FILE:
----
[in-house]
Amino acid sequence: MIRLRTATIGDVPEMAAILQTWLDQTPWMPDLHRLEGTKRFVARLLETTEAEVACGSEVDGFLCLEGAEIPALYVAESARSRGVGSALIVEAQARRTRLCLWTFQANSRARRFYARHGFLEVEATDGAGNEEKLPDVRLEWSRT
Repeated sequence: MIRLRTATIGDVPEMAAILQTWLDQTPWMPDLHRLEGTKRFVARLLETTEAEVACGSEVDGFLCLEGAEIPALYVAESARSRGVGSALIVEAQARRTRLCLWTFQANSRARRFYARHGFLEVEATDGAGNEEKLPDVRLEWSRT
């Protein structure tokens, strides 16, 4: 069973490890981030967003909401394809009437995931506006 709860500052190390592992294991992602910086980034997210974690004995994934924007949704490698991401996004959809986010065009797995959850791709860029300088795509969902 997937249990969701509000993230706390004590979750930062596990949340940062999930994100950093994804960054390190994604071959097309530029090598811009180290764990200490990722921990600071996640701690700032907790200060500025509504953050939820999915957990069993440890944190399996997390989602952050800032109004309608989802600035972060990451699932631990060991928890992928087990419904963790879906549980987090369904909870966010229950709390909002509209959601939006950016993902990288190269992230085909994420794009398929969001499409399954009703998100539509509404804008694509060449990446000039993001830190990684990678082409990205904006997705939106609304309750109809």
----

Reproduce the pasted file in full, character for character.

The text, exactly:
[in-house]
Amino acid sequence: MIRLRTATIGDVPEMAAILQTWLDQTPWMPDLHRLEGTKRFVARLLETTEAEVACGSEVDGFLCLEGAEIPALYVAESARSRGVGSALIVEAQARRTRLCLWTFQANSRARRFYARHGFLEVEATDGAGNEEKLPDVRLEWSRT
Repeated sequence: MIRLRTATIGDVPEMAAILQTWLDQTPWMPDLHRLEGTKRFVARLLETTEAEVACGSEVDGFLCLEGAEIPALYVAESARSRGVGSALIVEAQARRTRLCLWTFQANSRARRFYARHGFLEVEATDGAGNEEKLPDVRLEWSRT
């Protein structure tokens, strides 16, 4: 069973490890981030967003909401394809009437995931506006 709860500052190390592992294991992602910086980034997210974690004995994934924007949704490698991401996004959809986010065009797995959850791709860029300088795509969902 997937249990969701509000993230706390004590979750930062596990949340940062999930994100950093994804960054390190994604071959097309530029090598811009180290764990200490990722921990600071996640701690700032907790200060500025509504953050939820999915957990069993440890944190399996997390989602952050800032109004309608989802600035972060990451699932631990060991928890992928087990419904963790879906549980987090369904909870966010229950709390909002509209959601939006950016993902990288190269992230085909994420794009398929969001499409399954009703998100539509509404804008694509060449990446000039993001830190990684990678082409990205904006997705939106609304309750109809």